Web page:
Be a more polite version of Fox News.
When I started listening to NPR, the hosts of Morning Edition would have Cokie Roberts come on the show once a week to talk about politics. She offered a centrist take on whatever political nonsense was in the news at the time. A couple years ago, maybe—it feels like forever but hasn't been all that long—they added Jonah Goldberg to the mix, presumably in the interest of "balance." If you are at all familiar with American journalism, you won't be surprised to hear that Goldberg, a professional conservative who writes for National Review and does other conservative-themed stuff, is farther to the right than Roberts is to the left, assuming that Roberts is any degree to the left. I'm not trying to knock NPR or its staff, but that's what too many journalists, ever on the defensive against the incessant cry of "liberal bias," see as balance. I haven't read much of Goldberg's work. He wrote a book called Liberal Fascism, which is probably all we need to know about him. I hear him talk on the radio every week; he gets more time now that Cokie Roberts has switched from commentary and analysis to answering questions about the history of American politics in a segment called "Ask Cokie." The one thing I like about Jonah Goldberg is that every time he talks I see and hear Jonah from Veep.
Aside from that he doesn't have much to offer. He's anti-Trump, which is enough to make some people who would disagree with him on policy issues respect him, but he doesn't deserve that kind of respect. We should respect him as we should respect all humans; we should respect his right to express weak ideas, but we should not respect those ideas just because we share a common enemy. When Trump is out of power Goldberg will be just another liberal-baiting/bashing/scapegoating culture warrior. He's probably a decent person, he clearly wants to think of himself as an objective, reasoned thinker, but he's still a basic ideologue. There are some things we'd agree on in theory, but Goldberg views everything through the lens of conservatism, which seems to hinder his ability to see beyond his own identity politics, and even if he claims to despise tribalism, he engages in it. (I tend to view a lot of things through the lens of despising conservatism.) He's not as screamy as Hannity, and that's the only standard you have to meet to be regarded as a conservative intellectual. He uses the same tricks—mischaracterization and lack of self-awareness—as the Fox Newsers, but he's less extreme. If someone wants to pay me to write an essay I'll work this out further and provide ample evidence; or just listen to the interview I'm about to link to. Fine, I'll include one example: in the interview, he claims that "Our colleges teach people that they should simply think of themselves in racial categories or gender categories." The statement is untrue, based on generalization; it's a perpetuation of a common right-wing narrative about American colleges and universities that is simply not accurate. Conservatives have this fantasy about what colleges are like, and they hear this fantasy treated as reality in their tribally bubbles and they accept it as reality.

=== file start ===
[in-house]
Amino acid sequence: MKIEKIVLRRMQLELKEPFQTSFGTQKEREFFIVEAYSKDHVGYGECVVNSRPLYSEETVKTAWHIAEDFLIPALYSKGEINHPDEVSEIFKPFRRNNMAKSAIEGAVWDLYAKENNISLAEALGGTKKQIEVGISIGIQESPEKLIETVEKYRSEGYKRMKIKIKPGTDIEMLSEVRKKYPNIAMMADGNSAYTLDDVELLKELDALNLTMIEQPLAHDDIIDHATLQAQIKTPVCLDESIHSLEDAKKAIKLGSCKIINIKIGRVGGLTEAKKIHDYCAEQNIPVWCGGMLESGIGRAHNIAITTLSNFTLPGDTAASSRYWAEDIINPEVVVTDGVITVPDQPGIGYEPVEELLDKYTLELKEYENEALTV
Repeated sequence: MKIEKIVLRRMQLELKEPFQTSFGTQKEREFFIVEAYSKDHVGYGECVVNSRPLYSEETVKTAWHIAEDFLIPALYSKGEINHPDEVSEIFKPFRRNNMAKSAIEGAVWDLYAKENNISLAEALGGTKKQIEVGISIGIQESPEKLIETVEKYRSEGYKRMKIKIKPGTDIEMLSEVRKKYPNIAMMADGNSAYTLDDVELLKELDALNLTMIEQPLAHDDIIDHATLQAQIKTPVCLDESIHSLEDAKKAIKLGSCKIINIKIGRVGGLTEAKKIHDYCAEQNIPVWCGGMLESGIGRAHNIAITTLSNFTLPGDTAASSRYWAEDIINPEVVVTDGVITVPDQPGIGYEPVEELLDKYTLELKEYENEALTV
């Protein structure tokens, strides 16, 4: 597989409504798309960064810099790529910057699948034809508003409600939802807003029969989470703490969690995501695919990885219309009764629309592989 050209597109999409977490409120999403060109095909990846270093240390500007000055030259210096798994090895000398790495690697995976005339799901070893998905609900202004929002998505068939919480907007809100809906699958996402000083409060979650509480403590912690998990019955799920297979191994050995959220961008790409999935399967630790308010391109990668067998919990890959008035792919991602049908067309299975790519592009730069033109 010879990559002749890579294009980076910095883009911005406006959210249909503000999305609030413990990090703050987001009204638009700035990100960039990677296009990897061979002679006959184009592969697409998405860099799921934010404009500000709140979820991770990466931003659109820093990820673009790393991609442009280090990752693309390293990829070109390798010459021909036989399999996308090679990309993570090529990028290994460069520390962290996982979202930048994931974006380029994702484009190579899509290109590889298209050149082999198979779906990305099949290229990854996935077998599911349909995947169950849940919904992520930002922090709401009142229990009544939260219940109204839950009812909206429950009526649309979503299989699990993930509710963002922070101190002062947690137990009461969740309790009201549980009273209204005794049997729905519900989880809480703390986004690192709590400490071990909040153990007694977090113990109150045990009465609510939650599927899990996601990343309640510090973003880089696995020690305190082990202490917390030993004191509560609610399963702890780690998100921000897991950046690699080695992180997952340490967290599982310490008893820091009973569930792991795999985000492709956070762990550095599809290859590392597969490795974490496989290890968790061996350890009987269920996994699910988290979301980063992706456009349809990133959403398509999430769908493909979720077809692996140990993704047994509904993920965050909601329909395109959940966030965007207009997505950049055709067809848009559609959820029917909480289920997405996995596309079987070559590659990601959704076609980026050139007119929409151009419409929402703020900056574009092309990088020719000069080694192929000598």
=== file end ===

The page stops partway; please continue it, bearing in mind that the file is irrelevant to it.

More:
I respect Steve Inskeep, and I think he asks some good questions in the interview, but I do have to make one point: "His critics suggest Goldberg was part of the problem," Inskeep says as he's introducing the big author (the problem referred to there being tribalism), "yet his dismay over tribalism—and many conservatives' embrace of President Trump—led him to a different approach. His new book avoids partisan labels and—" Hold up, sorry, Steve Inskeep, but if Jonah's new book avoids partisan labels why is the title of his previous book, Liberal Fascism, displayed so prominently on the cover? Seems like he wants to play the role of nonpartisan bridge-building deep thinker while also appealing to the Dinesh D'Souza crowd.
Anyway, in preparation for his new book, Suicide of the West*: The Blibbety Blah Blah of the Hoopty-Doo, Goldberg went on Morning Edition in the role not of token conservative political commentator but as author and got to talk to Steve Inskeep for seven whole big boy minutes! Here's a link to the interview. I guess I could say more, but all you need to know is Mr. Tribally Professional Liberal-Scapegoating Conservative thinks tribalism and identity politics are bad and, well, we have to keep in mind that you're not automatically wrong about something just because you're a fucking hypocrite.
*Not to be confused with another book written by another conservative back in the sixties.